Then he said, “Go, borrow vessels from everywhere, from all your neighbors—empty vessels; do not gather just a few.” (2. Kings 4:3)

There were three main people in the Bible through whom God worked miracles: Elijah, Elisha, and Jesus. They shared a striking similarity: they began and ended their ministries with provisional miracles.

Elijah’s first miracle is recorded in 1. Kings 17, when he prayed and the rain stopped. Three years later, he prayed and it rained. That’s provision. His last miracle occurred when he parted the Jordan River. He needed to get across and he didn’t have a boat, so he parted the waters by striking them with his mantle, and provided himself access to the other side. That too was a provisional miracle.Elisha began his ministry with a provisional miracle—the same kind that concluded Elijah’s ministry. He also parted the Jordan River. His last provisional miracle is in 2 Kings 6. In Samaria, people of the city were starving to death. Elisha said by the Spirit of God, “Tomorrow at this time, you can find anything you want.” In a miraculous act of provision, God used four lepers to plunder the enemy’s camp and take everything they needed. This was Elisha’s last miracle.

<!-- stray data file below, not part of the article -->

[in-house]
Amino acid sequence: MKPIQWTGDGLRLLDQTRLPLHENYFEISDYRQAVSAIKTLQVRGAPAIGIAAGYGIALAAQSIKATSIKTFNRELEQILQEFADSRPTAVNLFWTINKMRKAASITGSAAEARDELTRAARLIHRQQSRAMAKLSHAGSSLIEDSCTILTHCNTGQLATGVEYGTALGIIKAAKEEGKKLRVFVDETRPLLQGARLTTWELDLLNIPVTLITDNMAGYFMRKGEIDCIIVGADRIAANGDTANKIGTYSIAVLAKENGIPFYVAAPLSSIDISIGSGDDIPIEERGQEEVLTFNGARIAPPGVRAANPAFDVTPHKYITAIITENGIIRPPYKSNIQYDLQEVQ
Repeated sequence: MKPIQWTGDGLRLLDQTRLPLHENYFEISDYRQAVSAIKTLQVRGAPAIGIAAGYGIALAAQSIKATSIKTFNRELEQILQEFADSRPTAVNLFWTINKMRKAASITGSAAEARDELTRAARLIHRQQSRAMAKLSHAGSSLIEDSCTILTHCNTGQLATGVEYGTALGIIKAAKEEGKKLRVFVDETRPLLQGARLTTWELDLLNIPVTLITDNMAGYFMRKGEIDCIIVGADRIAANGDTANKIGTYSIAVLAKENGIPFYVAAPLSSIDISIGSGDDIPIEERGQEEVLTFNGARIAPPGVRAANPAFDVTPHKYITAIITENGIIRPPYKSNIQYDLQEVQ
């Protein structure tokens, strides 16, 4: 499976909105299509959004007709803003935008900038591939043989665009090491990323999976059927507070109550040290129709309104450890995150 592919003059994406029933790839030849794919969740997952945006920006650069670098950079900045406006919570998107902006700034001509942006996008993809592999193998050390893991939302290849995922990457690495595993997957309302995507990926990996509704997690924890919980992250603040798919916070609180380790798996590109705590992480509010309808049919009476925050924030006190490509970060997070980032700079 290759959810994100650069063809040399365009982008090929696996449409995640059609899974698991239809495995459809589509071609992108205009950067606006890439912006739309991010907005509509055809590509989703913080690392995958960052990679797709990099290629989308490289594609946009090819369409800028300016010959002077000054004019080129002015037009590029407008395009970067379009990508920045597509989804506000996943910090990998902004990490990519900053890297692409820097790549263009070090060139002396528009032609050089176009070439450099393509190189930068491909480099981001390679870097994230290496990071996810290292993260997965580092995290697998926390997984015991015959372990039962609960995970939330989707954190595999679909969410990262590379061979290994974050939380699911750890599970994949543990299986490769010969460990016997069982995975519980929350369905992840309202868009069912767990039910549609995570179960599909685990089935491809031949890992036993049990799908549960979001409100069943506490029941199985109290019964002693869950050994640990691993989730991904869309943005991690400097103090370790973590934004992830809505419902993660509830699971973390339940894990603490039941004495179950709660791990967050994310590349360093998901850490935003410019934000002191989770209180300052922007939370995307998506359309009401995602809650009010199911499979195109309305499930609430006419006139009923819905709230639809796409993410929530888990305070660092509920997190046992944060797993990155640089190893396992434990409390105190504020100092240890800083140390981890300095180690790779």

Jesus also began and ended His earthly ministry with provisional miracles. At the wedding feast in Cana and when He was on the shore, watching Peter and some others fishing, when He called out Peter, “Throw your net out the other side.” Peter caught 153 fish. Divine intervention prospered Peter’s business.

God always performs provisional miracles first—before He performs the physical miracles. The very first miracle recorded in Genesis is provisional. God created the world and everything in it before He created man. God didn’t physically create man first and then temporarily suspend him in space while He made provision for him. No! God made provision for man first, then He created him.

Physical miracles always produce an increase. If no provision is made for that increase first, then the increase will be lost. Do you see how that pertains to the harvest? In Acts 3:7, one man was healed. As a result, 5,000 people were added to the church (Acts 4:4). Physical miracles produce increase. But what would happen if you had a miracle without the proper provision to handle that increase?

There was a widow woman who came to Elisha for help. Her husband had died, she couldn’t pay her bills and her two sons were to be sold into slavery. Her situation was serious. She needed provision, and asked the prophet what to do. He responded: “What do you have?” God will work a miracle with what you have, not with what you don’t have. Just give Him what you have. He’ll multiply it and keep it pouring as long as you have a place for Him to fill. The whole kingdom of God works on farming principles. A farmer isn’t going to run all over the community saying, “Would somebody please give me some corn?” Of course not. He is going to take the corn he has, plow a field and plant his seed. And then the harvest will come. The harvest you desire in your own life will come the same way—by seeding, not by pleading!